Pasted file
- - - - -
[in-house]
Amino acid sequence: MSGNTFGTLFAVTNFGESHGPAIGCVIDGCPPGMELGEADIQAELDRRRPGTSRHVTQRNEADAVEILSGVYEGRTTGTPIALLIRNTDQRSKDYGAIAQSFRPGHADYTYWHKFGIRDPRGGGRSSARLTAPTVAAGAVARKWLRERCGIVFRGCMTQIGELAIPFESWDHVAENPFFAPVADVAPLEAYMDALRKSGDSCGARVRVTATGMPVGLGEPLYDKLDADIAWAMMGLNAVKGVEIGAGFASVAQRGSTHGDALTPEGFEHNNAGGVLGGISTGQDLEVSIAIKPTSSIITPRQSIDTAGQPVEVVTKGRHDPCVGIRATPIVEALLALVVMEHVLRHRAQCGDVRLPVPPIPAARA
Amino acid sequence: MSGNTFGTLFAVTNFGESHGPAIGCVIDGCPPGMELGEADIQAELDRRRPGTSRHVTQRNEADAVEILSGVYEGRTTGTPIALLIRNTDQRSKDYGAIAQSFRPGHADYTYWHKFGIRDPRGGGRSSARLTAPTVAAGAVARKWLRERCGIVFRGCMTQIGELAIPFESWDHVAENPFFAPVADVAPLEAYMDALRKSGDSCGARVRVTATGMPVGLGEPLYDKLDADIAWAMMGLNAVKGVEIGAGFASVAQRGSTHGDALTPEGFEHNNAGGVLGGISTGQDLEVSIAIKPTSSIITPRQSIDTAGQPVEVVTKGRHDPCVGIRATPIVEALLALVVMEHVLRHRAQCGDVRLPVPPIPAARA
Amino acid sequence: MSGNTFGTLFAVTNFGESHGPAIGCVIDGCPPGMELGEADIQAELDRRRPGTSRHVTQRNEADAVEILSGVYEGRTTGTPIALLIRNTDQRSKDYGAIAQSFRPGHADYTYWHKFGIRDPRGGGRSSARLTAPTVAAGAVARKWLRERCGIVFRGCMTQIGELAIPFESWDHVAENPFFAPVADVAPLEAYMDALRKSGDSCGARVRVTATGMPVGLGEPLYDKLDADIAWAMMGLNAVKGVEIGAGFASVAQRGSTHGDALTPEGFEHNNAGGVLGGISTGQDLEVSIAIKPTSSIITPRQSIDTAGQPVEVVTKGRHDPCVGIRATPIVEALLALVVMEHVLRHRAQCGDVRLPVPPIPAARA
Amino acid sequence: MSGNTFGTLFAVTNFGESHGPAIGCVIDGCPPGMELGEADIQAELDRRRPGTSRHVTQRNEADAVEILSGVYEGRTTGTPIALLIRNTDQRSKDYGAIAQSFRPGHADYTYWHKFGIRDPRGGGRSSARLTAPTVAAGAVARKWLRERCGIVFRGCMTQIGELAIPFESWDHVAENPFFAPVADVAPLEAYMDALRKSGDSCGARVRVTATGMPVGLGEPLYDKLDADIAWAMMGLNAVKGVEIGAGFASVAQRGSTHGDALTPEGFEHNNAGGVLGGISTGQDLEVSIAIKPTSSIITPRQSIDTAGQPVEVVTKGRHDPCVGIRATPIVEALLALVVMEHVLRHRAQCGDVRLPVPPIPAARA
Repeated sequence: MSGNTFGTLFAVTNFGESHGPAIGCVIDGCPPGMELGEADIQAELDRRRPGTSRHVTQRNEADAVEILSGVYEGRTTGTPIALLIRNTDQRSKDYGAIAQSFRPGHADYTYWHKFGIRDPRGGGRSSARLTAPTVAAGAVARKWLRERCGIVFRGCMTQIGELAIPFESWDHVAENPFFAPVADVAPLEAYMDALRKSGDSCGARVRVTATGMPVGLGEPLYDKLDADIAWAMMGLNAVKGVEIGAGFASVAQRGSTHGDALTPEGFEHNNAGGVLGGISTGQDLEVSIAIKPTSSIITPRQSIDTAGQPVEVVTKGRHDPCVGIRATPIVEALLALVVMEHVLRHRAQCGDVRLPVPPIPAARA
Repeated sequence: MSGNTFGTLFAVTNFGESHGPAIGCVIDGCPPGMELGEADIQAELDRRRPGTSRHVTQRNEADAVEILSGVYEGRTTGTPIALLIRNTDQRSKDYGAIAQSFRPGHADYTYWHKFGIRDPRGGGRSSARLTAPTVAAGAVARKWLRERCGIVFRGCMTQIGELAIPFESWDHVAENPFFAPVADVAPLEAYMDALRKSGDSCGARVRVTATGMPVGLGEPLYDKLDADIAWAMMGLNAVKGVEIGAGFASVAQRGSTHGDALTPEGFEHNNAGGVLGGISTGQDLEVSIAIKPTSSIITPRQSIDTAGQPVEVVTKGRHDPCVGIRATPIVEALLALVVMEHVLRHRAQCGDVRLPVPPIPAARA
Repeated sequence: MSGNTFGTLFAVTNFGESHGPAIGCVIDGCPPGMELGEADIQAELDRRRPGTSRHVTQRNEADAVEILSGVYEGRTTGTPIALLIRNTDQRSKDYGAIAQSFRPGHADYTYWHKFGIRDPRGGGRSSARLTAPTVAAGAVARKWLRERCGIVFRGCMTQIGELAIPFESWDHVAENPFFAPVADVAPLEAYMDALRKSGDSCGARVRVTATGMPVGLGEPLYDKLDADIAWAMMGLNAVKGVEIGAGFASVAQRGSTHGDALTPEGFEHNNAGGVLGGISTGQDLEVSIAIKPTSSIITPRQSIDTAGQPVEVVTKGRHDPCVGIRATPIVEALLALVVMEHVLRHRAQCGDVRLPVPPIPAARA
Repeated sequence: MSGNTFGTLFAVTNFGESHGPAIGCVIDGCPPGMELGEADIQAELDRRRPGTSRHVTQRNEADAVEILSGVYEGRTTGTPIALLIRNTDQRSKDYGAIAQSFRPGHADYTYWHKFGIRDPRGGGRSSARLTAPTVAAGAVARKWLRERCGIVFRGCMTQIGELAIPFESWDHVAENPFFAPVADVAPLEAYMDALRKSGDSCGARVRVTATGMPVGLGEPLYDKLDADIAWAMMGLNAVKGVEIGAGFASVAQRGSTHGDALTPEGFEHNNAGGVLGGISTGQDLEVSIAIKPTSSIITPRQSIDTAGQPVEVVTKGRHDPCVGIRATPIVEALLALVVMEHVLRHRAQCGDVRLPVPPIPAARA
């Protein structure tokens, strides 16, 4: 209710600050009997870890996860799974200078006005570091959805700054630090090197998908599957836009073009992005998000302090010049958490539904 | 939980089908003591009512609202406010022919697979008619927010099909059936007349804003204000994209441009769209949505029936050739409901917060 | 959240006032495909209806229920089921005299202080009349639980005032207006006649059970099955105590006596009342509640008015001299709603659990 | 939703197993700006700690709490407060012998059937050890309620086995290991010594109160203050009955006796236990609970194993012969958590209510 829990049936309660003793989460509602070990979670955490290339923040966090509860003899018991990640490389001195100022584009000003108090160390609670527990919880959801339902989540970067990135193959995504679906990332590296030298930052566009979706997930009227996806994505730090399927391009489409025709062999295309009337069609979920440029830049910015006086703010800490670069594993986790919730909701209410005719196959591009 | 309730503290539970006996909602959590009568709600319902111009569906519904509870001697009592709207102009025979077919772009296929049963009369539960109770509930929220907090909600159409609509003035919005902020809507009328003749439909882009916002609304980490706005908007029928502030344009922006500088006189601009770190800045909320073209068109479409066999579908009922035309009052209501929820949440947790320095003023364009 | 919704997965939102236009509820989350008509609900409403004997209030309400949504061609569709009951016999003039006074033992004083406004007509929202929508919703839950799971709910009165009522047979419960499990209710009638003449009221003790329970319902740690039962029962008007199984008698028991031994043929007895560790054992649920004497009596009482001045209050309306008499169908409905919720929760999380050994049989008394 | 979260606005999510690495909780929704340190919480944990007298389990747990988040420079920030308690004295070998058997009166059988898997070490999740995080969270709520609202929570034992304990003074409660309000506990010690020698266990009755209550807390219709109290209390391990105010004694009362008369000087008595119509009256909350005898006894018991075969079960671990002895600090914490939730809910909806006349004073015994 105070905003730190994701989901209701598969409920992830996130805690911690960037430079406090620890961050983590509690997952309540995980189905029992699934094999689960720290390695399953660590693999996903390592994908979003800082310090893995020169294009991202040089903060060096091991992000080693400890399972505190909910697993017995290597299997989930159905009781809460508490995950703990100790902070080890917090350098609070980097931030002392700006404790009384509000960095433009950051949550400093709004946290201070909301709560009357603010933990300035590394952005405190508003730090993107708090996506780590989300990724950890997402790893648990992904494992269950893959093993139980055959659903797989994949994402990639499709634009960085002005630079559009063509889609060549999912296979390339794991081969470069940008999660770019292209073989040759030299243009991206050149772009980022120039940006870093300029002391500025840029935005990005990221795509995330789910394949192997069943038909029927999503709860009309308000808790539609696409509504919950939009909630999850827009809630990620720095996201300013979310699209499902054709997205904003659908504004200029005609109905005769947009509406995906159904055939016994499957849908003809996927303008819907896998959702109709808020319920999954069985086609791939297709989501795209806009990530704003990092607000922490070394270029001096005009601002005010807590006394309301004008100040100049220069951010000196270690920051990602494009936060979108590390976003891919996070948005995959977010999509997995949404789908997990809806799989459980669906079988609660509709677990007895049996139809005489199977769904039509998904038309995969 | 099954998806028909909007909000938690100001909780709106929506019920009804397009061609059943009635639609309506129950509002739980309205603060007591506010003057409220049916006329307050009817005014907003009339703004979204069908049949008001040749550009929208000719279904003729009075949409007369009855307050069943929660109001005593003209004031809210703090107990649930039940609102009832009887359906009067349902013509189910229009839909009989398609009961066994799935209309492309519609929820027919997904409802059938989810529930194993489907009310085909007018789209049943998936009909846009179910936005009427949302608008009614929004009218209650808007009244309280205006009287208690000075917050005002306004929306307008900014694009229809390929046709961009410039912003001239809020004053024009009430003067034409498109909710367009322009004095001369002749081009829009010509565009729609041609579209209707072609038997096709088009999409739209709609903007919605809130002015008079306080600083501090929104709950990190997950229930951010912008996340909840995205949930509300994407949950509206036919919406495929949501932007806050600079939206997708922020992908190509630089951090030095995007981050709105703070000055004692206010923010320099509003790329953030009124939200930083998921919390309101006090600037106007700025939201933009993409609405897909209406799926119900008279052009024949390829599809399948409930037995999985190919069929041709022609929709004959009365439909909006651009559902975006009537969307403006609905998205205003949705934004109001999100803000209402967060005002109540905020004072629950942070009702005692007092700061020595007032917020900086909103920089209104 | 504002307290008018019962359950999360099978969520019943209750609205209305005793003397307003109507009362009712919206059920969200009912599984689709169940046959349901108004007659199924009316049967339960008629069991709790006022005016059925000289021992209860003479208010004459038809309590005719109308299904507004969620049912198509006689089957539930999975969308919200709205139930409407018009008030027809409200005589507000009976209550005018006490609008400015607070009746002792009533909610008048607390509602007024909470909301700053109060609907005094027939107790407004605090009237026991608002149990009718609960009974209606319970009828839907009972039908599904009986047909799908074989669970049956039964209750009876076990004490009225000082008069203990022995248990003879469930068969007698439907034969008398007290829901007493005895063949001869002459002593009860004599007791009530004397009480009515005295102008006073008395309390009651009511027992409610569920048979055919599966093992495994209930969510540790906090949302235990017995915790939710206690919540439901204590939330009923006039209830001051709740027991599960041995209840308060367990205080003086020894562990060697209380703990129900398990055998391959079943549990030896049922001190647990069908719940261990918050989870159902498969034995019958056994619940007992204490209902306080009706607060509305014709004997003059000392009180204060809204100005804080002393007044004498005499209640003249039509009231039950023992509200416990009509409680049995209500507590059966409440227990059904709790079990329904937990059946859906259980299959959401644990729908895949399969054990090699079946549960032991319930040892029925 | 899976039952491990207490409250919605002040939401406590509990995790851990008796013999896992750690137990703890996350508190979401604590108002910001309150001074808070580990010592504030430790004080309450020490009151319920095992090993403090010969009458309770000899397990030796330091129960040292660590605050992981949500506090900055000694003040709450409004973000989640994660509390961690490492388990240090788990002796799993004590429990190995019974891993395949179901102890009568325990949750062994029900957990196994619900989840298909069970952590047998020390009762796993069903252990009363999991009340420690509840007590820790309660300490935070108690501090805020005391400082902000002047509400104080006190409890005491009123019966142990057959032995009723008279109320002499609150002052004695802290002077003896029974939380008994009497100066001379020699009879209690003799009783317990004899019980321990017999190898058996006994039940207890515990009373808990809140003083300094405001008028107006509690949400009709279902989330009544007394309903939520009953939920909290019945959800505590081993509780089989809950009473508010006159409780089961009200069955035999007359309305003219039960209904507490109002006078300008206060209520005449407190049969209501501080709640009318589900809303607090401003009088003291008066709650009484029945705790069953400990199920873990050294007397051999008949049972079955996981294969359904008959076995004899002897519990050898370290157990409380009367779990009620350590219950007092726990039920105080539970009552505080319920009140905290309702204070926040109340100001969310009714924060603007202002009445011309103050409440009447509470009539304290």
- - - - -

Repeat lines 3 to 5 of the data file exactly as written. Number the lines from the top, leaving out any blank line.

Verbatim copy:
Amino acid sequence: MSGNTFGTLFAVTNFGESHGPAIGCVIDGCPPGMELGEADIQAELDRRRPGTSRHVTQRNEADAVEILSGVYEGRTTGTPIALLIRNTDQRSKDYGAIAQSFRPGHADYTYWHKFGIRDPRGGGRSSARLTAPTVAAGAVARKWLRERCGIVFRGCMTQIGELAIPFESWDHVAENPFFAPVADVAPLEAYMDALRKSGDSCGARVRVTATGMPVGLGEPLYDKLDADIAWAMMGLNAVKGVEIGAGFASVAQRGSTHGDALTPEGFEHNNAGGVLGGISTGQDLEVSIAIKPTSSIITPRQSIDTAGQPVEVVTKGRHDPCVGIRATPIVEALLALVVMEHVLRHRAQCGDVRLPVPPIPAARA
Amino acid sequence: MSGNTFGTLFAVTNFGESHGPAIGCVIDGCPPGMELGEADIQAELDRRRPGTSRHVTQRNEADAVEILSGVYEGRTTGTPIALLIRNTDQRSKDYGAIAQSFRPGHADYTYWHKFGIRDPRGGGRSSARLTAPTVAAGAVARKWLRERCGIVFRGCMTQIGELAIPFESWDHVAENPFFAPVADVAPLEAYMDALRKSGDSCGARVRVTATGMPVGLGEPLYDKLDADIAWAMMGLNAVKGVEIGAGFASVAQRGSTHGDALTPEGFEHNNAGGVLGGISTGQDLEVSIAIKPTSSIITPRQSIDTAGQPVEVVTKGRHDPCVGIRATPIVEALLALVVMEHVLRHRAQCGDVRLPVPPIPAARA
Amino acid sequence: MSGNTFGTLFAVTNFGESHGPAIGCVIDGCPPGMELGEADIQAELDRRRPGTSRHVTQRNEADAVEILSGVYEGRTTGTPIALLIRNTDQRSKDYGAIAQSFRPGHADYTYWHKFGIRDPRGGGRSSARLTAPTVAAGAVARKWLRERCGIVFRGCMTQIGELAIPFESWDHVAENPFFAPVADVAPLEAYMDALRKSGDSCGARVRVTATGMPVGLGEPLYDKLDADIAWAMMGLNAVKGVEIGAGFASVAQRGSTHGDALTPEGFEHNNAGGVLGGISTGQDLEVSIAIKPTSSIITPRQSIDTAGQPVEVVTKGRHDPCVGIRATPIVEALLALVVMEHVLRHRAQCGDVRLPVPPIPAARA